Over the last week, as one nation lurched toward ignominy, another reached into its cultural arsenal for one of its most effective weapons against tyranny: the défilé, or fashion show. While a certain inaugural address fell flat and a Women's March spilled forth, Paris presented its autumn 2017 men’s collections. Some were tactfully nuanced, others burned with urgent poignancy, and all could be read politically.

On the first day—primary day, if you will—Demna Gavalia sent out his highly anticipated Balenciaga collection, and in so doing the subversive designer and Margiela protégé made it abundantly clear he’s a Bernie fan. Outsized scarves were printed with a faux Balenciaga logo that looked unmistakably like that of Sanders’ campaign. The high-low collection otherwise reinforced the Vermont Independent’s lovable habit of wearing windbreakers and slickers to formal or professional events, whether or not the slight is intended.

Riccardo Tisci showed his Givenchy men’s collection—to which he added a series of Wild West-inspired women’s couture looks—immediately following the inauguration. Awkward, you might think, but where others see misfortune in the coincidental timing, he saw opportunity. He used the occasion to again articulate his love for America, this time mixing his usual riffs on the Stars and Stripes with a graphic interpretation of the continent’s indigenous cultures, in particular the tribes of the Pacific Northwest. So strong was the message that it just might distract from those rumors he’s headed to Versace to replace a retiring Donatella.

Over at Valentino, Pierpaolo Piccioli’s first solo men’s show since the departure of Maria Grazia Chiuri for Dior took apparent aim at the new U.S. president’s anti-arts position and his wicked pledge to nix federal arts funding. Piccioli enlisted Jamie Reid, the English graphic designer whose album art for the Sex Pistols is the stuff of anarchic legend, on two slogans stitched into the backs of coats and on baseball caps. They spell out “Beauty is a birthright, reclaim your heritage” and “It seemed to be the end, until the next beginning.” Indeed, as a superpower enters a new Thatcher-like conservative era, punk seems more relevant than ever, even if burnished to shiny perfection by the Italian brand.

If there’s any question as to how men’s fashion will fare during the reign of a modern-day emperor, Dior Homme designer Kris Van Assche answered with a decidedly tough collection, aptly called HarDior. With the lyrics of Depeche Mode’s "Policy of Truth" on repeat—“It’s too late to change events, it’s time to face the consequence”—he seemed to assure all those watching (Karl Lagerfeld, Bono, Chinese actor Wang Kai, and Boy George, Rami Malek, A$AP Rocky, the faces of Dior Homme's latest campaign) that the label would mount a kind of stylish resistance with imperial clothes of its own, lifted from hardcore rave culture. Think black capes, combat boots, and seemingly spray-painted furs—an image only slightly cleaned up from the sweaty mosh-pit scene of a hyperrealist painting (in collaboration with New York street artist Dan Witz) printed across the final exits.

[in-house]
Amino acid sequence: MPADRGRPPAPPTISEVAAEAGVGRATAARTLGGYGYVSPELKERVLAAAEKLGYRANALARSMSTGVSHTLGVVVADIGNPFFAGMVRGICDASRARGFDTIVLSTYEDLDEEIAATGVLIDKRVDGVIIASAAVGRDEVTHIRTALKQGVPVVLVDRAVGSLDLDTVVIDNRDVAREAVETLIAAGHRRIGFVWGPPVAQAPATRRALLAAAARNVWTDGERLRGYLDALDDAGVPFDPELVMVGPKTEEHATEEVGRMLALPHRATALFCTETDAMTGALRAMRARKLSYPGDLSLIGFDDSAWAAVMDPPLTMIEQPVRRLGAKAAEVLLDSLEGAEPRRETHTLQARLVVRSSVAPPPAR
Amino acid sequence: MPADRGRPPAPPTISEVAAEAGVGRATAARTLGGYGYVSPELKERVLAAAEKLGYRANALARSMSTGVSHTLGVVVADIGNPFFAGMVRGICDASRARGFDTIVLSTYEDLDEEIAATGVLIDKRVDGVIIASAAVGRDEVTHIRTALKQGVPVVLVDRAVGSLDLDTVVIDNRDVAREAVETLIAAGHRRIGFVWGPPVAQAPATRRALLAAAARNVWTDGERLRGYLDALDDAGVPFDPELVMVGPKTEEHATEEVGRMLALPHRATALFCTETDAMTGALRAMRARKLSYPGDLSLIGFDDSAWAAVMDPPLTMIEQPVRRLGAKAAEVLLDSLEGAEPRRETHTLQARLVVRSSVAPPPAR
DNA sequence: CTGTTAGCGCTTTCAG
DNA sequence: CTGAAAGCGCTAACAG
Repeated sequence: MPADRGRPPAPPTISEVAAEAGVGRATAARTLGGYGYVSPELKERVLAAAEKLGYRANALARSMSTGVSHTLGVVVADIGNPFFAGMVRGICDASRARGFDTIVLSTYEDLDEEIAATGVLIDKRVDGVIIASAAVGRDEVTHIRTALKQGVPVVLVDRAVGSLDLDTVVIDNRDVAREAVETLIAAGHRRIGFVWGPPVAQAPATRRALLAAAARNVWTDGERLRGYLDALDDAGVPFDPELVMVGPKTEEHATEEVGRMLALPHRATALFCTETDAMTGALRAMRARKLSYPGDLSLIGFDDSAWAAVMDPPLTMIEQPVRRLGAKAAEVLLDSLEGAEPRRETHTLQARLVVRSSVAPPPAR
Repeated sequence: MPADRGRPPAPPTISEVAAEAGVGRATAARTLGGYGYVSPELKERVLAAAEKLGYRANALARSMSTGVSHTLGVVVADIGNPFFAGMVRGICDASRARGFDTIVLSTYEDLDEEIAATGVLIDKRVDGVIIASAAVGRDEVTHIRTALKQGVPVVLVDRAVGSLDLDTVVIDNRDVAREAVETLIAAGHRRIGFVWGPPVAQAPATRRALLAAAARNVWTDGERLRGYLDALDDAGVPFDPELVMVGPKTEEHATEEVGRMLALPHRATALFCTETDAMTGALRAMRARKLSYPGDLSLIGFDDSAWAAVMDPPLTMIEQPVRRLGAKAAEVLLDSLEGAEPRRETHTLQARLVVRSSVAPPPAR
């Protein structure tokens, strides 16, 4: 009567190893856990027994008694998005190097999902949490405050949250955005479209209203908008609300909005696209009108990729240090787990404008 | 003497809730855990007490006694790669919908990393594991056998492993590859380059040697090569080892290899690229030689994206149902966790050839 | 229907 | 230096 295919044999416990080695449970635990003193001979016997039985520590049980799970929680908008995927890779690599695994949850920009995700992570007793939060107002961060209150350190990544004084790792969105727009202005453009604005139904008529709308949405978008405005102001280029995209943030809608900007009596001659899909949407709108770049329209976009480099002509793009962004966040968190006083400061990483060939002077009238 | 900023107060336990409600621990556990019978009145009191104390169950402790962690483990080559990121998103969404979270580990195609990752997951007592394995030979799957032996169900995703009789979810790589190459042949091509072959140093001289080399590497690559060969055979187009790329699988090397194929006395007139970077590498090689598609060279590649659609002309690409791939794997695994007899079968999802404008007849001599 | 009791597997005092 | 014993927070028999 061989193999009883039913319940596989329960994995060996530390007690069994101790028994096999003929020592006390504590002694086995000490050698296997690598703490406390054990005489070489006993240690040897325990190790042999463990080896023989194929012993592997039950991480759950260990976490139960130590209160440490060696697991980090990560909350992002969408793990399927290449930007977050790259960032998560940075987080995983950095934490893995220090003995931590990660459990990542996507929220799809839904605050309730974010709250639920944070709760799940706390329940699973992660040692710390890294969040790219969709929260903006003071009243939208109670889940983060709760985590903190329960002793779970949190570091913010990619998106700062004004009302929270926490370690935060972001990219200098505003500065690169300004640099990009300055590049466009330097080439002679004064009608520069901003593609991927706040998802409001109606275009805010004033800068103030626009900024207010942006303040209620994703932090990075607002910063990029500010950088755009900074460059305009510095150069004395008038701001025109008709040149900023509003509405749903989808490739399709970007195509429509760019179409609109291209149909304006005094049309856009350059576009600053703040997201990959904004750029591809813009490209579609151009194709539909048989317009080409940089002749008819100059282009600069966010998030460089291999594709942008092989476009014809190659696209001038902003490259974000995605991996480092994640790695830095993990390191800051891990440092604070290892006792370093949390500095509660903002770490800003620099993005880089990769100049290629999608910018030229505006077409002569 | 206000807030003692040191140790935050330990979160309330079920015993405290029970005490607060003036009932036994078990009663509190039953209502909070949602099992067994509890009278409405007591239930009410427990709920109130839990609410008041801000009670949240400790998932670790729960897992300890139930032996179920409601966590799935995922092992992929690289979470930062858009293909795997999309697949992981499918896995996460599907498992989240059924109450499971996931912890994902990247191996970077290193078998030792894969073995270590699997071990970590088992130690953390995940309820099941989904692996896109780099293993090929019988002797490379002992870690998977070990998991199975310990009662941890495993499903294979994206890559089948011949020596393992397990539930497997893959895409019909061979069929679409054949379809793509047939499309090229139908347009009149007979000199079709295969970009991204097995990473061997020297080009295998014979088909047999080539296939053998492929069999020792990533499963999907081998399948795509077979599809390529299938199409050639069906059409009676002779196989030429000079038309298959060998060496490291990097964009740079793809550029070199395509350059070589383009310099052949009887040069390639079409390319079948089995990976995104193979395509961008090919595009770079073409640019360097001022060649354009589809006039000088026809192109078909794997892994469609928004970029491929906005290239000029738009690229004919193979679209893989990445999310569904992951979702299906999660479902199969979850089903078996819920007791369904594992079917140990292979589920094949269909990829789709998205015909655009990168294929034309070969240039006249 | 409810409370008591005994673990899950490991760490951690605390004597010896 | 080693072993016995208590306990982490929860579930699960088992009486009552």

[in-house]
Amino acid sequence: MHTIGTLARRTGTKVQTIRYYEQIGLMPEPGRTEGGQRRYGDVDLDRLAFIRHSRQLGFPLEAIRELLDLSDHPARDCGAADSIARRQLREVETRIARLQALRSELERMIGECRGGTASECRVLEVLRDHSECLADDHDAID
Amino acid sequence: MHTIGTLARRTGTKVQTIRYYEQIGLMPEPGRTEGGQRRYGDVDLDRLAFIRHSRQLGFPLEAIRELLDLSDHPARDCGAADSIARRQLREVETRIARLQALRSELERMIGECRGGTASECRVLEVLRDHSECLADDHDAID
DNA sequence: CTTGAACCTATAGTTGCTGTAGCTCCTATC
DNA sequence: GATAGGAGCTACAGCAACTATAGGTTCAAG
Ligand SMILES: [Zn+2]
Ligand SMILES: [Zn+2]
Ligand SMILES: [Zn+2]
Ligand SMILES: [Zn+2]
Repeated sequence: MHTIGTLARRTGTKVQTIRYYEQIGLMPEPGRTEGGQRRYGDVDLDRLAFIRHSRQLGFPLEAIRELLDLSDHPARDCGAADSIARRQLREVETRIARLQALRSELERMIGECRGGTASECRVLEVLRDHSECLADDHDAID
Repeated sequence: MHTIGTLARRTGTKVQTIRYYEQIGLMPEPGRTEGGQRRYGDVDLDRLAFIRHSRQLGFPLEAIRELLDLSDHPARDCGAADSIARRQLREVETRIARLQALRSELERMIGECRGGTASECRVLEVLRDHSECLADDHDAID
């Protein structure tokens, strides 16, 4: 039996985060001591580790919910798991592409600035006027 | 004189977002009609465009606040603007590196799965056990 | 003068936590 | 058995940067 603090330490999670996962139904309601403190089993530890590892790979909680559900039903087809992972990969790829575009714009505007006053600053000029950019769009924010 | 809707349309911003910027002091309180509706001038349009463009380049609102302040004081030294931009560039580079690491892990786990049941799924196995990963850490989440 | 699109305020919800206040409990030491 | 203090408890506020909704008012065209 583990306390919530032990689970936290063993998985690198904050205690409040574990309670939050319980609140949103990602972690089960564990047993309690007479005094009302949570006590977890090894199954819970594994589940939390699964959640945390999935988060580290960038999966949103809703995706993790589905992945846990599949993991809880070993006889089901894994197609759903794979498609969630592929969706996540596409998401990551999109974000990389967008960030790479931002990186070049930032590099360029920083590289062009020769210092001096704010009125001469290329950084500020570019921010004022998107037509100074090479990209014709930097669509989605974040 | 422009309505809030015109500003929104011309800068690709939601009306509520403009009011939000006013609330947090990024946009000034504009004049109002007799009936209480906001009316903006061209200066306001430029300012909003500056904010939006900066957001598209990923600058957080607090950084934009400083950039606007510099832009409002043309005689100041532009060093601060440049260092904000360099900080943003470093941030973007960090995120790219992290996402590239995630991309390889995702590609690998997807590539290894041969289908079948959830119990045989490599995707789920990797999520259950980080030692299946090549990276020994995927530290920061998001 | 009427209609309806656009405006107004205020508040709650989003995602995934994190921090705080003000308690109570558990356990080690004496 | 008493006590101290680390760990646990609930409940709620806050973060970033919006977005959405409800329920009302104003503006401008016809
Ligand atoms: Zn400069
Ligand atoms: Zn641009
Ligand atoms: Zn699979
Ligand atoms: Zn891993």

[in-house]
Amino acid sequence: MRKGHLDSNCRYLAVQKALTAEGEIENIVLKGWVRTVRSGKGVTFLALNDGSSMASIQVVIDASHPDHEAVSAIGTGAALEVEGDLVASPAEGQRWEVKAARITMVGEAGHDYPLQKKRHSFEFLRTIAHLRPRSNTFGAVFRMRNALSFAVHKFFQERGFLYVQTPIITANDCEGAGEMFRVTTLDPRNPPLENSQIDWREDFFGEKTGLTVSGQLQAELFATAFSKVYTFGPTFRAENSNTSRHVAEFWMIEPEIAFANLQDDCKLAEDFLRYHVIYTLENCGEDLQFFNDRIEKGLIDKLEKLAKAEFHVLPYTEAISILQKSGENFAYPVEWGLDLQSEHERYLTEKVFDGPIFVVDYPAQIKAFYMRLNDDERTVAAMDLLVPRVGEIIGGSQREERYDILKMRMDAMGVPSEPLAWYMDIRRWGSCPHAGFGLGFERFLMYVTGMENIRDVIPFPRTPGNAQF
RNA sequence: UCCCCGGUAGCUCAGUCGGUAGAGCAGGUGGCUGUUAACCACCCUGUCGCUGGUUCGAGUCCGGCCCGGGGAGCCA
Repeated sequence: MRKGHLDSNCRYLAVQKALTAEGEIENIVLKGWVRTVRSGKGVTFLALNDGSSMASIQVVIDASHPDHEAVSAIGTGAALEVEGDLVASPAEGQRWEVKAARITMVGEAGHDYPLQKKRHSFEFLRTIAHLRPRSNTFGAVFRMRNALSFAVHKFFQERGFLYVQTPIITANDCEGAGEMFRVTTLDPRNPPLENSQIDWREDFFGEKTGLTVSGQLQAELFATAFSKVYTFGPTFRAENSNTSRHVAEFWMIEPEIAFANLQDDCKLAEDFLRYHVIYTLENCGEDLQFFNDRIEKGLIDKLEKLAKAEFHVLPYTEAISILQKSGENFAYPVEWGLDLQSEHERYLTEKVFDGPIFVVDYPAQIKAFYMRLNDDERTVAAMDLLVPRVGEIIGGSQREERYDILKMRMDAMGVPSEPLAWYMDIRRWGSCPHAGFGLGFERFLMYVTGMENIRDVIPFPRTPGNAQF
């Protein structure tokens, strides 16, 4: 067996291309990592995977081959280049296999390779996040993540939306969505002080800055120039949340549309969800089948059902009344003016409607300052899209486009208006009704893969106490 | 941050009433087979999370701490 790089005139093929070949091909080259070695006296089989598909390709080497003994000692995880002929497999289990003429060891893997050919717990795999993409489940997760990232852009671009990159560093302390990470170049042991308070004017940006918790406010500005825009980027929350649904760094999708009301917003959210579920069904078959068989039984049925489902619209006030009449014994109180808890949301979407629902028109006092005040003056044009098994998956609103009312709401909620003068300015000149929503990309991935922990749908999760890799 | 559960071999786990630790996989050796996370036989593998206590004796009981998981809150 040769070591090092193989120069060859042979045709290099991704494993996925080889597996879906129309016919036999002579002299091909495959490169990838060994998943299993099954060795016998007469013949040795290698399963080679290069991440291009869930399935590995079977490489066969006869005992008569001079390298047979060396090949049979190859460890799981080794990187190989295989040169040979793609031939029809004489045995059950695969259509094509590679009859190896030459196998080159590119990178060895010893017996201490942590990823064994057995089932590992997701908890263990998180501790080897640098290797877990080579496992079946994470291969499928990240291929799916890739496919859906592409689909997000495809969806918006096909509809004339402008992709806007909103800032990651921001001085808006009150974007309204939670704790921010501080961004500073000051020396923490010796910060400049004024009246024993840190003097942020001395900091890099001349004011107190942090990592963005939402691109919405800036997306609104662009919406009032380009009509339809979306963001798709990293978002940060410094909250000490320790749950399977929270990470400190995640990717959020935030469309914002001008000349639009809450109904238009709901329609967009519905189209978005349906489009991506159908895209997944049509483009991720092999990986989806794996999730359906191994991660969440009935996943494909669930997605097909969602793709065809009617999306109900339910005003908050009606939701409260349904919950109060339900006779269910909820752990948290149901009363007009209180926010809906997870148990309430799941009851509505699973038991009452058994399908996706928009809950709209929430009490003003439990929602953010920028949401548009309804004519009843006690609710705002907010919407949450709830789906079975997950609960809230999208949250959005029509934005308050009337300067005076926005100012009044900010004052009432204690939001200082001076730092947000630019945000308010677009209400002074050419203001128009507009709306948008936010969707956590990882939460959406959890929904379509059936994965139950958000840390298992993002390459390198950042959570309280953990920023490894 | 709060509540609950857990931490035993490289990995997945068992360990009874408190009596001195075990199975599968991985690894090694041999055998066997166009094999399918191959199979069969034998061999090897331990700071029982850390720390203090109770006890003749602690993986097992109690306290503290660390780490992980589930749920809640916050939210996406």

Naturally, one couldn’t help but pay special attention to the Americans in Paris. One of them, who bid adieu to the States long ago, Rick Owens made no overt references to the new world order, but did make allusions to an increased need for protection. His show alternated between puffy, padded layers resembling sleeping bags and hard leather jackets resembling armor. Anyway, he didn’t have to broadcast his political views; his clincher of an after-party, Butt Muscle—where a new video from Christeene, the self-described “sexually infused sewer of unclassifiable musical stylings” was screened—said it all.

Another American, Thom Browne offered an ominous vision of future men at work. His models—whose almost total lack of diversity served to intensify the dystopian message—were made up as workaday stiffs, who, in deconstructed business suits and towering Clydesdale-like shoes, slowly and painstakingly ambled along the square runway like an army of programmed robots. To the disjointed, staticky sounds of a radio dial aimlessly scanning stations, the impression was that of a funeral procession, as if Browne were lamenting the death of free will and democracy itself.

At Kenzo, the last show of the week, New Yorkers Humberto Leon and Carol Lim focused their concern on what’s arguably—but let’s not—the most grievous tenet of the incoming administration, its complete denial of climate change. Avowed protectors of the oceans, the duo recently discovered an extreme sporting phenomenon, arctic surfing, which inspired an upbeat collection of active pieces in vivid aurora-borealis hues, to a choppy soundtrack of President Obama’s speech after signing the Paris Agreement last year.

In the spirit of transparency, the show—a mix men’s and women’s—was presented around an open backstage area, although few could be under any illusion that even a wisp of the artful anti-drilling message would be heard by Washington’s new ruling class.

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Lee Carter is a regular contributor and the editor in chief of Hint.